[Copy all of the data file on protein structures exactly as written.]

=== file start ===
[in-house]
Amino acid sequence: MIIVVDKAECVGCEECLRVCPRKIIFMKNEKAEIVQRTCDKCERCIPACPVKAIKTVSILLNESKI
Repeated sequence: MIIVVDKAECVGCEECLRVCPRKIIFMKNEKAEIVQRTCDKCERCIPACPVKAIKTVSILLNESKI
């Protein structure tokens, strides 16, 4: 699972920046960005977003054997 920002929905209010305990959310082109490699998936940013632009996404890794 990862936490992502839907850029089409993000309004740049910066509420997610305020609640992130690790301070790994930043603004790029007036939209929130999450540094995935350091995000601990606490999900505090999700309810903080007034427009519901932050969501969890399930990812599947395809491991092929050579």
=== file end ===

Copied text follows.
[in-house]
Amino acid sequence: MIIVVDKAECVGCEECLRVCPRKIIFMKNEKAEIVQRTCDKCERCIPACPVKAIKTVSILLNESKI
Repeated sequence: MIIVVDKAECVGCEECLRVCPRKIIFMKNEKAEIVQRTCDKCERCIPACPVKAIKTVSILLNESKI
């Protein structure tokens, strides 16, 4: 699972920046960005977003054997 920002929905209010305990959310082109490699998936940013632009996404890794 990862936490992502839907850029089409993000309004740049910066509420997610305020609640992130690790301070790994930043603004790029007036939209929130999450540094995935350091995000601990606490999900505090999700309810903080007034427009519901932050969501969890399930990812599947395809491991092929050579």